Hormones and the Skin Understanding Life Changes

Hormones control nearly every aspect of the human body. These chemical messengers are the reasons our immune system functions; they metabolize food into fuel; they control our moods; and they kick-start the many changes associated with puberty and the physiological changes in our skin as we move from youth to old age.

Both men and women go through different stages of hormonal activity during their lives. Often unpredictable in their timing, these fluctuations can have a considerable impact on the skin. Most important are three of the sex hormones: estrogen, progesterone, and testosterone. Here’s how they operate in men and women of different ages, and some of the effects they bring.

Girls and Women

For girls, puberty begins around the ages of 9 to 14 and lasts an average of four years. Throughout a woman’s fertile years, her estrogen, progesterone, and testosterone levels fluctuate with themenstrual cycle, affecting skin clarity throughout the month.

Perimenopausal skin can be difficult to treat because the hormonalshifts do not follow a set pattern.

Estrogen levels peak during menstruation, leaving the skin clear of breakouts, then begin to decline on day seven of the menstrual cycle, allowing testosterone to become more dominant. With more testosterone comes increased oil production. On days 15-28, estrogen continues to decrease, while progesterone begins to increase. This is the time of
the month acne breakouts are most likely to occur: as progesterone rises, the follicle walls swell, trapping excess sebum and cell debris in an anaerobic environment conditions in which acne bacteria

Perimenopause, when a woman’s fertility begins to decline, can start as early as 35. During this stage, there are volatile hormonal shifts in the rise and fall of estrogen and progesterone. This constant fluctuation creates a multitude of unwanted changes. Melasma can return or worsen, and acne breakouts can surge. Perimenopausal skin
can be difficult to treat because the hormonal shifts do not follow a set pattern.

Menopause marks the end of fertility. The age at which it occurs depends on many factors: diet, genetics, health, and lifestyle.  Menopause brings a significant decrease in estrogen. This often leads to surface dryness, which traps sebum beneath the skin and provides a perfect environment for acne breakouts. The hormonal shift can also cause melasma and other pigmentation changes, as well as the textural changes and wrinkling that come with collagen and elastin breakdown.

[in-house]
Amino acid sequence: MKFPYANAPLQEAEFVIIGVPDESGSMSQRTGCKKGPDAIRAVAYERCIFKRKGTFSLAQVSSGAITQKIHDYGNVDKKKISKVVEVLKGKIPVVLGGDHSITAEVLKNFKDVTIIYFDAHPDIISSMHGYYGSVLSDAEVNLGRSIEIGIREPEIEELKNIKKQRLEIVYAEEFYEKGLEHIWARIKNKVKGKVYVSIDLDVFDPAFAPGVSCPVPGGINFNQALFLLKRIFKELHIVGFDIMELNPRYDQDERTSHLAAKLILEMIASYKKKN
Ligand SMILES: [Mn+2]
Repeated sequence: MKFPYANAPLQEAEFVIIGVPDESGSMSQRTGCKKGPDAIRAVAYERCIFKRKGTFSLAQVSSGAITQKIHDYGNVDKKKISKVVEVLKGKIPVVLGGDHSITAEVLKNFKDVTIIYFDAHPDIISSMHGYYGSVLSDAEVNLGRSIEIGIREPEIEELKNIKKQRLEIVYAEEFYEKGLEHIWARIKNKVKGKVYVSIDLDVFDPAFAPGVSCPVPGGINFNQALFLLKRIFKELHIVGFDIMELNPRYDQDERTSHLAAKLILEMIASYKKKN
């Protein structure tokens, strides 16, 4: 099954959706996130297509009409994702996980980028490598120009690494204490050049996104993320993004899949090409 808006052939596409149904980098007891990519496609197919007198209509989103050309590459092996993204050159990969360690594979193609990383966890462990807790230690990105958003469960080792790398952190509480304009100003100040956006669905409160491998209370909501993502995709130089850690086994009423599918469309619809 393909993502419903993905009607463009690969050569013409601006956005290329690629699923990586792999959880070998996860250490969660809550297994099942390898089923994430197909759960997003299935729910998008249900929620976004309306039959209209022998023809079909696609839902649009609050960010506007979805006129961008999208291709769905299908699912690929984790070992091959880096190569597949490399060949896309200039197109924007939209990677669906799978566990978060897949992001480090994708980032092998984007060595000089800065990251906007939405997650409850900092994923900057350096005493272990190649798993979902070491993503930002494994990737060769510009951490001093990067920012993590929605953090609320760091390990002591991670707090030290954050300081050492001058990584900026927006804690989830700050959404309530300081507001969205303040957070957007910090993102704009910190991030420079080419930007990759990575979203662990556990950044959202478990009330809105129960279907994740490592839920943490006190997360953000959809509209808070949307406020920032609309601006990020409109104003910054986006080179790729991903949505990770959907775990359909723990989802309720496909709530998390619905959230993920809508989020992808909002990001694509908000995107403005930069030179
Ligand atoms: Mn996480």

A regimen to address the challenges of menopausal skin should include ingredients to encourage collagen and elastin production, including vitamins A and C, palmitoyl tripeptide-38, and retinoids. For older women with dry skin, introduce highly moisturizing ingredients like shea butter, niacinamide, and silicones.

Boys and Men

Puberty for boys generally starts between the ages of 10 and 17, and lasts an average of seven years. During this time, the male body primarily produces testosterone, which increases sebum production.  Coupled with the less-than ideal hygiene habits of many teenage boys, this frequently results in challenging acne breakouts.

Throughout their teens and early 20s, men experience several more spikes in testosterone production. Typically, acne outbreaks cease after this time. Those with a family history of acne, however, may continue to experience breakouts well into their late 20s and sometimes into their early 30s. For these clients, daily care products formulated specifically to treat acne may be needed until testosterone production begins to slow during the next stage of life.

After age 30, testosterone production in men begins to decrease at a rate of 10 percent per decade. Just as with women in this age group, the rate of hormonal change and the resulting physical symptoms differ for each individual. In some men, the change will go unnoticed. In other cases, the testosterone decline can lead to reduced sexual function, changes in body composition, and mood fluctuations– similar to the experiences of older women.

Andropause, the male equivalent of menopause, brings a steep drop in testosterone production. The skin may become dry and rough due to a reduction in sebum production. Medically, this drop in testosterone is referred to as partial androgen decline in the aging male (PADAM), aging-associated androgen deficiency (AAAD), or male hypogonadism.

An older man’s skin care regimen should include the same ingredients recommended for an older woman. Although the hormonal changes involved are different, the result is the same: collagen and elastin production slows, and skin becomes drier. Older men typically need hydrating products to combat hormone-related skin dehydration.
Include lightweight humectants such as lactic acid, hyaluronic acid, niacinamide, glycerin, and urea.

Common Hormonal Skin Conditions

Acne can occur at any time of life, but it is most common during puberty (in males and females) and perimenopause (in females). Regardless of the client’s age or gender, the causes are the same:

• Increased keratinization within the follicle.
• Increased sebum production.
• Increased Propionibacterium acnes bacteria.
• Inflammation.

Adolescent acne clients typically have oily, resilient skin, and should have a professional treatment every two weeks. For adult females whose acne follows monthly hormonal fluctuations, use the client’s menstrual cycle as a guide and treat every four weeks.  Perimenopausal acne patients will also be fighting age-related skin concerns.

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